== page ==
Living with cancer, I can’t deny that my glass is definitely half empty, probably more than half empty. Some people in my position would fret over the fact that there’s so little left to enjoy. But I look at the water that remains at the bottom and tell myself “Hey, there are still several good sips remaining. I’ll enjoy each one of them as much as I can.” It’s simply a matter of perspective.
Another way of looking at it is to think of a coin which represents cancer. One side is pain, suffering, and death. The other side is the life that still remains to be lived, the good times with friends and family, the things that are still capable of being accomplished and enjoyed. Everyone with a serious disease—or a serious problem in life—can learn to flip that coin over and access the good side, the same way they can learn to enjoy the last sips of water left at the bottom of the glass.
This isn’t necessarily easy. I have to work on my own attitude every day, and I’ve had plenty of darkness to ponder over the course of the past thirteen or fourteen months. But over time it grows easier. The daily mental exercise of altering one’s perspective is a discipline akin to practicing scales, or meditation, or exercising.
I have an incurable rare cancer that will take my life, and I can’t help but think of that every day. But I also ask myself “What can I do to fully enjoy this unique spring day?” Right now I am doing all the things that I really want to do. I’m working on creative projects; gardening; playing guitar and singing; spending time with my family and dearest friends; and taking long walks. This is how I enjoy those sips at the bottom of the glass.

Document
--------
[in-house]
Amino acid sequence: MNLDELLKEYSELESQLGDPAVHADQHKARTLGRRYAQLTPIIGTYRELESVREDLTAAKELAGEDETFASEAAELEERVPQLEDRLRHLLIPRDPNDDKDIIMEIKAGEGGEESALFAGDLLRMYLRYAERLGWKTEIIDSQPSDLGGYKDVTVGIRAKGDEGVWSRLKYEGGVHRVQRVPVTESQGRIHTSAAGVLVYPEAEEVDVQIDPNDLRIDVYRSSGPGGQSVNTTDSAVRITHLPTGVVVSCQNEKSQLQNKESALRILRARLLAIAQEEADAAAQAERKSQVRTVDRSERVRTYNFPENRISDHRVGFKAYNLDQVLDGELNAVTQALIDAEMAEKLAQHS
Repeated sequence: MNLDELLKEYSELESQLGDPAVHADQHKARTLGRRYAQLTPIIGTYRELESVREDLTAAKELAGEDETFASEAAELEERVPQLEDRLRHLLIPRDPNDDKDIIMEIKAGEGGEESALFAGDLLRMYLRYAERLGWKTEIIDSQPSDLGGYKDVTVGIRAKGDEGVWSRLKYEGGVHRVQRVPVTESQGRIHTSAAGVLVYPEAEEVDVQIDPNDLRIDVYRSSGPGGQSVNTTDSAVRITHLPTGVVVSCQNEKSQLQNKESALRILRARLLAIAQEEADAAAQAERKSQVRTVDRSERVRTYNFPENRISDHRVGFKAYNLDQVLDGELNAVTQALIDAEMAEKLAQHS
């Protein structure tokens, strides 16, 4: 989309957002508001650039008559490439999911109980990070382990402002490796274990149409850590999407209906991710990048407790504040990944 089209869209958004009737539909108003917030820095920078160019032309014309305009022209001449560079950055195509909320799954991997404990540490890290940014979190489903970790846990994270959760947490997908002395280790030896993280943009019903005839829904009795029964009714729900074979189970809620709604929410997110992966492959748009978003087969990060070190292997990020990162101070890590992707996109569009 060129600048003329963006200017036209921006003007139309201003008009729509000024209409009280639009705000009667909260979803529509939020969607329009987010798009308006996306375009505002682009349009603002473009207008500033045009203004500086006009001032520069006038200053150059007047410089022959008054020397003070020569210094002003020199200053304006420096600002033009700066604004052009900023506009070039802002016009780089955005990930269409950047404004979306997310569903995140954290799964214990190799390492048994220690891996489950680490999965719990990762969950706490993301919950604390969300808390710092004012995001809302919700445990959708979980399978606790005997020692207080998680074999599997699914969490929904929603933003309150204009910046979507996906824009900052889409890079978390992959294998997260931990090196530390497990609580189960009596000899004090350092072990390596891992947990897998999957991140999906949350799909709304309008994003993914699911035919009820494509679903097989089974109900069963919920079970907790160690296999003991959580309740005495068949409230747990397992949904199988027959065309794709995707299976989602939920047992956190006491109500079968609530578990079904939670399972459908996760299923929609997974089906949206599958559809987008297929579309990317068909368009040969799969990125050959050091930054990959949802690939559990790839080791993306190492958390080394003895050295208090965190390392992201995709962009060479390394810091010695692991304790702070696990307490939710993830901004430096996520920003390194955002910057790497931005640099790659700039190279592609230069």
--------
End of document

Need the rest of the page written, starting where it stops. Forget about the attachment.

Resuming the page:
Also, I recently threw myself a party called Carrol’s Last Chance To Dance, inviting guests who for the most part represented my youth in Bloomington in the early 1980s when I worked at the original Uptown Cafe.
I wanted to recreate a time and place when I was young and optimistic and healthy. Old friends came from all over the nation to help me do this, traveling back to Bloomington from Las Cruces, New York City, Chapel Hill, and rural Wisconsin. One dear friend even flew from Zurich, Switzerland. People went to great effort and much expense to come to this event despite having very little advance notice.
It was indescribably wonderful to be surrounded by such love and support. There was more hugging than I’ve seen in ages, as old friends, colleagues, and ex-lovers all met again in one place, united by a single cause: to dance and have fun with me. I danced for three hours running, just as if I were young again. Indeed, with the sense of vitality and happiness that filled me, it felt as though I could live (and dance) forever. Not bad for a 56-year-old woman with a fatal disease; although some people undoubtedly wondered how I could party like this, knowing what lies in store. But that’s exactly why I did it! I want to make the most of my time on earth, to flip that dark coin over to its reverse, to sip from that sweet drink at the bottom of the glass.
My glass is half-full, not half-empty, and the top of my coin is bright and shining. Cancer has taught me that we all need to create and share as much joy and laughter as we possibly can. So if my health holds, perhaps I’ll throw another dance party.